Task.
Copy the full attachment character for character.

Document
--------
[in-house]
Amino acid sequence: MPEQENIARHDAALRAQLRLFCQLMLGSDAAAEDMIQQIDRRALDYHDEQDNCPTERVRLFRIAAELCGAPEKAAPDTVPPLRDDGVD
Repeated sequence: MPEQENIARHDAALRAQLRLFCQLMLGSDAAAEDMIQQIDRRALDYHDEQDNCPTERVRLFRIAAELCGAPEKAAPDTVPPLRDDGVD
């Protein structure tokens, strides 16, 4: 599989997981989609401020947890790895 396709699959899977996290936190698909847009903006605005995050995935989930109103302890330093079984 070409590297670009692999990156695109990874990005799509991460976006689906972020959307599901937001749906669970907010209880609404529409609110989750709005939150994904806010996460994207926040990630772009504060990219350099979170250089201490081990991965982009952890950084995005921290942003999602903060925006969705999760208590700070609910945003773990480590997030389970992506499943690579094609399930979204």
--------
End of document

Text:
[in-house]
Amino acid sequence: MPEQENIARHDAALRAQLRLFCQLMLGSDAAAEDMIQQIDRRALDYHDEQDNCPTERVRLFRIAAELCGAPEKAAPDTVPPLRDDGVD
Repeated sequence: MPEQENIARHDAALRAQLRLFCQLMLGSDAAAEDMIQQIDRRALDYHDEQDNCPTERVRLFRIAAELCGAPEKAAPDTVPPLRDDGVD
């Protein structure tokens, strides 16, 4: 599989997981989609401020947890790895 396709699959899977996290936190698909847009903006605005995050995935989930109103302890330093079984 070409590297670009692999990156695109990874990005799509991460976006689906972020959307599901937001749906669970907010209880609404529409609110989750709005939150994904806010996460994207926040990630772009504060990219350099979170250089201490081990991965982009952890950084995005921290942003999602903060925006969705999760208590700070609910945003773990480590997030389970992506499943690579094609399930979204």